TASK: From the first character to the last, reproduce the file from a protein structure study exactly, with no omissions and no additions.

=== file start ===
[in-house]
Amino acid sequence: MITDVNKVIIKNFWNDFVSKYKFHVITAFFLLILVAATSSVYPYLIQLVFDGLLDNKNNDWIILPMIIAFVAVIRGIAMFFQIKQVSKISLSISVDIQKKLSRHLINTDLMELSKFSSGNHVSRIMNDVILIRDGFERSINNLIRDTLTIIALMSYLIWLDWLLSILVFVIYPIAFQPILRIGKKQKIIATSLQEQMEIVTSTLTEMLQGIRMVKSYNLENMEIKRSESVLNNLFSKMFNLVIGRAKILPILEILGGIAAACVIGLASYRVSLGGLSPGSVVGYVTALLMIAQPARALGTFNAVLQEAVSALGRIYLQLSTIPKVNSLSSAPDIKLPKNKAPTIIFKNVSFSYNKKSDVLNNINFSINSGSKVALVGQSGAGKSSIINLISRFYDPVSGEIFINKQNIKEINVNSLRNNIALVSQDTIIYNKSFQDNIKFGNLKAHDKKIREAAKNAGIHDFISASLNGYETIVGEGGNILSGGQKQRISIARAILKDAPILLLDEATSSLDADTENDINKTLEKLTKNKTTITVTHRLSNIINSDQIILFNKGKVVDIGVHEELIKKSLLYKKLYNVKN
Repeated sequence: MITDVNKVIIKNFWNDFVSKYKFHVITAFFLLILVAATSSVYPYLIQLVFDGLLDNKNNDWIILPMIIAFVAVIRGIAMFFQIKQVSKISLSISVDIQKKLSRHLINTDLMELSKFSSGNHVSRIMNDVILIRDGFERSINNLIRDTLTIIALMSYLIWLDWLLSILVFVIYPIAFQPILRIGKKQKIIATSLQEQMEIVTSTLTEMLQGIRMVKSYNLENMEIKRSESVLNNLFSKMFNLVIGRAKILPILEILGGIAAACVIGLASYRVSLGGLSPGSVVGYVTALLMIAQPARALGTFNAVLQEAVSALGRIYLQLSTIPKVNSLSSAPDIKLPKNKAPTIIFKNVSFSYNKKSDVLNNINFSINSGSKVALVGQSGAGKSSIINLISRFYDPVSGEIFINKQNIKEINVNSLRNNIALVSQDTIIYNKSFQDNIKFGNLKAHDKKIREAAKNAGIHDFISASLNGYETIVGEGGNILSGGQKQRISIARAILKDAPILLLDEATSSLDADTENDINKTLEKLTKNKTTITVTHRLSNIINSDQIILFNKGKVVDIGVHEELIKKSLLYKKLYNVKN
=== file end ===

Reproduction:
[in-house]
Amino acid sequence: MITDVNKVIIKNFWNDFVSKYKFHVITAFFLLILVAATSSVYPYLIQLVFDGLLDNKNNDWIILPMIIAFVAVIRGIAMFFQIKQVSKISLSISVDIQKKLSRHLINTDLMELSKFSSGNHVSRIMNDVILIRDGFERSINNLIRDTLTIIALMSYLIWLDWLLSILVFVIYPIAFQPILRIGKKQKIIATSLQEQMEIVTSTLTEMLQGIRMVKSYNLENMEIKRSESVLNNLFSKMFNLVIGRAKILPILEILGGIAAACVIGLASYRVSLGGLSPGSVVGYVTALLMIAQPARALGTFNAVLQEAVSALGRIYLQLSTIPKVNSLSSAPDIKLPKNKAPTIIFKNVSFSYNKKSDVLNNINFSINSGSKVALVGQSGAGKSSIINLISRFYDPVSGEIFINKQNIKEINVNSLRNNIALVSQDTIIYNKSFQDNIKFGNLKAHDKKIREAAKNAGIHDFISASLNGYETIVGEGGNILSGGQKQRISIARAILKDAPILLLDEATSSLDADTENDINKTLEKLTKNKTTITVTHRLSNIINSDQIILFNKGKVVDIGVHEELIKKSLLYKKLYNVKN
Repeated sequence: MITDVNKVIIKNFWNDFVSKYKFHVITAFFLLILVAATSSVYPYLIQLVFDGLLDNKNNDWIILPMIIAFVAVIRGIAMFFQIKQVSKISLSISVDIQKKLSRHLINTDLMELSKFSSGNHVSRIMNDVILIRDGFERSINNLIRDTLTIIALMSYLIWLDWLLSILVFVIYPIAFQPILRIGKKQKIIATSLQEQMEIVTSTLTEMLQGIRMVKSYNLENMEIKRSESVLNNLFSKMFNLVIGRAKILPILEILGGIAAACVIGLASYRVSLGGLSPGSVVGYVTALLMIAQPARALGTFNAVLQEAVSALGRIYLQLSTIPKVNSLSSAPDIKLPKNKAPTIIFKNVSFSYNKKSDVLNNINFSINSGSKVALVGQSGAGKSSIINLISRFYDPVSGEIFINKQNIKEINVNSLRNNIALVSQDTIIYNKSFQDNIKFGNLKAHDKKIREAAKNAGIHDFISASLNGYETIVGEGGNILSGGQKQRISIARAILKDAPILLLDEATSSLDADTENDINKTLEKLTKNKTTITVTHRLSNIINSDQIILFNKGKVVDIGVHEELIKKSLLYKKLYNVKN